Preview screenings of Le Livre d’Image – Special Palme d’Or awarded to Jean-Luc Godard

The Caméra d’Or winner – the best debut in all Cannes sections – and the Un Certain Regard Prize winner will screen in premiere this year at Les Films de Cannes à Bucarest. The 9th edition of the festival (October 19th – 28th), will take place at Cinema PRO, Cinema Elvire Popesco, Cinemateca Union, and Cinema Muzeul Țăranului.

Girl, by Belgian newcomer Lukas Dhont, winner of the Caméra d’Or – the same prize Corneliu Porumboiu also received for 12:08 East of Bucharest, in 2006 – also received the awards for Best Actor and the FIPRESCI prize in Un Certain Regard, along with the Queer Palme. The film tells the story of Lara, who dreams of becoming a ballerina. “Girl – looks terrific, is not afraid to tackle a number of difficult subjects and features a star-making performance from acting and dancing talent Victor Polster,“ stated The Hollywood Reporter following the film’s world premiere. Main actor Victor Polster was just 15 years old during filming and was chosen at the end of a six month long casting process that included over 500 candidates. Girl is Belgium’s submission for the Oscars.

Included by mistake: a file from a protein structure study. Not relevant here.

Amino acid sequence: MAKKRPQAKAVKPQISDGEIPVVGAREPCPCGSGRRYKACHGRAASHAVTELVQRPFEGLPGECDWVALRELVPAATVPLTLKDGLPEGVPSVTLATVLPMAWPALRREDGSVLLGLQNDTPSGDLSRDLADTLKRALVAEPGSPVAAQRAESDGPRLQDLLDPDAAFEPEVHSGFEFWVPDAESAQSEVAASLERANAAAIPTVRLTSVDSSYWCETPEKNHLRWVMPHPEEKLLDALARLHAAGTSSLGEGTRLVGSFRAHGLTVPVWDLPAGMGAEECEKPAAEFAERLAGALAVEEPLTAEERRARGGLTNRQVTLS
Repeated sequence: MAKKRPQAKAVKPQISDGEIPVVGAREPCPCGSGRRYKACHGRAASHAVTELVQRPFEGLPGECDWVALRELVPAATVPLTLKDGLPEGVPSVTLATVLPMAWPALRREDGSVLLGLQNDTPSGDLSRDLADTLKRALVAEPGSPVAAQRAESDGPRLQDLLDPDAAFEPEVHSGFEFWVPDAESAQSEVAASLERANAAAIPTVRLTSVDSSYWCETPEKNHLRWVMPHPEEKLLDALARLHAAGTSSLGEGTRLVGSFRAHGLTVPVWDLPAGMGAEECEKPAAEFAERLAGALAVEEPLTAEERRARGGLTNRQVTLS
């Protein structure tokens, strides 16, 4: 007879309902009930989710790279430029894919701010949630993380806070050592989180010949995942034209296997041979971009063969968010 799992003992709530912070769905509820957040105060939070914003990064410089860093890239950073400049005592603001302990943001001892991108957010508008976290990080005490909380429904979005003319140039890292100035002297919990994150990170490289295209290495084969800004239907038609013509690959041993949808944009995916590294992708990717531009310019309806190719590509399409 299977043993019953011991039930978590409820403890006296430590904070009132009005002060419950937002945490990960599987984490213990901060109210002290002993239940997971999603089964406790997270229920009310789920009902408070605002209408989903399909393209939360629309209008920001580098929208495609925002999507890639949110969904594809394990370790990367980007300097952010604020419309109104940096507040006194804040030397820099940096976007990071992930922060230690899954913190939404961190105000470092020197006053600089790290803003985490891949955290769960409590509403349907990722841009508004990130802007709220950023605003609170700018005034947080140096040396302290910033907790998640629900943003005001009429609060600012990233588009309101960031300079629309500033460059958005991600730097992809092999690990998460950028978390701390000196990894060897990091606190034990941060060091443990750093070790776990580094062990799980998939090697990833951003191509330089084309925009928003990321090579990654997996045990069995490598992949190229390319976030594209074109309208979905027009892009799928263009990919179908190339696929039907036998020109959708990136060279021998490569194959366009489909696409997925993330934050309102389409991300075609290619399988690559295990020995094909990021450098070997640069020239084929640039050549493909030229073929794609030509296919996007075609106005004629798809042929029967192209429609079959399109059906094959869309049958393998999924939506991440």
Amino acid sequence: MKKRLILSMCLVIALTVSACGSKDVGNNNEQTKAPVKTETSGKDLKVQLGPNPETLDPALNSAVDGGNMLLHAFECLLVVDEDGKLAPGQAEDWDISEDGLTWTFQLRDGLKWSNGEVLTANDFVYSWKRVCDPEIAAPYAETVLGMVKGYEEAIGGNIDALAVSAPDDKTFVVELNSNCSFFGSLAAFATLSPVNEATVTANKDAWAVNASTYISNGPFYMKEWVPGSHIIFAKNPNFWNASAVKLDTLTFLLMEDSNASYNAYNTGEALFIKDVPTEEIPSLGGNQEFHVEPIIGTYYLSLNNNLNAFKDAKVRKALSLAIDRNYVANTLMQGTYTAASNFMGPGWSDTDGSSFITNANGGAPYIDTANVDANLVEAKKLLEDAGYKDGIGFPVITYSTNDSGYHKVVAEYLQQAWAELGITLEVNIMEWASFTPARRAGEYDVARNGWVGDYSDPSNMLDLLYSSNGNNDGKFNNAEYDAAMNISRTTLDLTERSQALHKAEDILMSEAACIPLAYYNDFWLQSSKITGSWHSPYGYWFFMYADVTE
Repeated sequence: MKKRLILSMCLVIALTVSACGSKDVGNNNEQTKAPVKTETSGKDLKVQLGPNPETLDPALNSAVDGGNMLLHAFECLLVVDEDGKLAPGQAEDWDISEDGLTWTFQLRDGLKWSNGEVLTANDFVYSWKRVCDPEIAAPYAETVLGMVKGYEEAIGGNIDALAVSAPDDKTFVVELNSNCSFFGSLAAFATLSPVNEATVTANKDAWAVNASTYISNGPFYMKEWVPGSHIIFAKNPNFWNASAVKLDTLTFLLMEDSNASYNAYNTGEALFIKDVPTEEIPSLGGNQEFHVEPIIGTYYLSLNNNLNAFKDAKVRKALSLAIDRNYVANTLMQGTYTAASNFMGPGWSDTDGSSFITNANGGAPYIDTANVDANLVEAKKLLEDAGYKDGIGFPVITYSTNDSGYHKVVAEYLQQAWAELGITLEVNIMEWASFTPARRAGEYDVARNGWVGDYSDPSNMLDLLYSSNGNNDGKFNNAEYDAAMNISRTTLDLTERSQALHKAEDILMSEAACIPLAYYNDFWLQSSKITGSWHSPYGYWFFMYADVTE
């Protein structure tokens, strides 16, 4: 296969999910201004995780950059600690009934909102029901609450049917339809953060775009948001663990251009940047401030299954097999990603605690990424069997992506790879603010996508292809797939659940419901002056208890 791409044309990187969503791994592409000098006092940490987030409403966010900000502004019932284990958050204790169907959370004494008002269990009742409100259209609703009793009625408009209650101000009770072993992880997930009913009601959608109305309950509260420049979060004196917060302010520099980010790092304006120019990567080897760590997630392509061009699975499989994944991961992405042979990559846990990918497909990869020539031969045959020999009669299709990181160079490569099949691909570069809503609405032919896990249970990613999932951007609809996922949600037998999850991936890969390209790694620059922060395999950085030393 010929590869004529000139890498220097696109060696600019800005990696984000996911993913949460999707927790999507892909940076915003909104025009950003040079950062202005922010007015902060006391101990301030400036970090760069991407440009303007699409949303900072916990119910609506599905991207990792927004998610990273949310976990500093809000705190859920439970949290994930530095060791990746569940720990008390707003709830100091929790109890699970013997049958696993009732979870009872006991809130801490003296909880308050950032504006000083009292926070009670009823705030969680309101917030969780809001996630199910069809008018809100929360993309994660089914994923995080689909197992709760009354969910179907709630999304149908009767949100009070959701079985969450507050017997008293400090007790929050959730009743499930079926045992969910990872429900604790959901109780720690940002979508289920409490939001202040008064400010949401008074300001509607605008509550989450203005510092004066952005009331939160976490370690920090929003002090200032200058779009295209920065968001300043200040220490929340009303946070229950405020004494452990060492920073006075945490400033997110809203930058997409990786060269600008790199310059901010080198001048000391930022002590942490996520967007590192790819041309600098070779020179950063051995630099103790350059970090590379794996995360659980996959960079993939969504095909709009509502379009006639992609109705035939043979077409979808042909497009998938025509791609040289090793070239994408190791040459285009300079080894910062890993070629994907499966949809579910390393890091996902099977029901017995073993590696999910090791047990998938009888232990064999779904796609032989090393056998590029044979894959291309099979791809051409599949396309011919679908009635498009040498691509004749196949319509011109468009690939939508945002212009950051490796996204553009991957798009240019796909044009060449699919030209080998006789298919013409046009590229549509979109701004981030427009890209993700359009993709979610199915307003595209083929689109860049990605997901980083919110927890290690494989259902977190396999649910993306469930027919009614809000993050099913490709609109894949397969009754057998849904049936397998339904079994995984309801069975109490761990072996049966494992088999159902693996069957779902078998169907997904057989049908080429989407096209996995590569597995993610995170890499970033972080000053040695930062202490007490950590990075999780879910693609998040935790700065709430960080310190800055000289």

Border, by Ali Abbasi, winner of the Un Certain Regard prize, features Tina, a customs officer with a delicate nose, appreciated by her colleagues for her talent at sniffing out the guilty and the ashamed. Variety reviewed the film as “an exciting, intelligent mix of romance, Nordic noir, social realism, and supernatural horror that defies and subverts genre conventions.“ Border is Ali Abbasi’s sophomore feature, following his 2016 debut Shelley, which premiered at the Berlinale and featured Cosmina Stratan (Beyond the Hills) in the main role. Border is Sweden’s proposal for the 2019 Oscars.

This year marks a half century since Jean-Luc Godard, supported by François Truffaut and other auteurs of the French New Wave, initiated the uprising which led to the cancelation of the Cannes Film Festival in 1968. Following this event, a new section of the festival was inaugurated in 1969: the independent Director’s Fortnight, where daring films were to be selected without any ideological constraints. “Great cinema makers are very close to anarchists,“ declared Godard at this year’s Cannes press conference, where he was awarded the Special Palme d’Or for his most recent film, Le Livre d’Image. The film „is a work that reprises many of Jean-Luc Godard’s familiar ideas, but with an unexpected urgency and visceral strangeness. It’s an essay film with the body-language of a horror movie,“ according to The Guardian.

Capharnaüm, by Lebanese actress and director Nadine Labaki, was awarded the Jury Prize in the Cannes Official Selection. Labaki had previously debuted in Directors Fortnight with Caramel (2007) and returned in 2011 with Where Do We Go Now? in Un Certain Regard.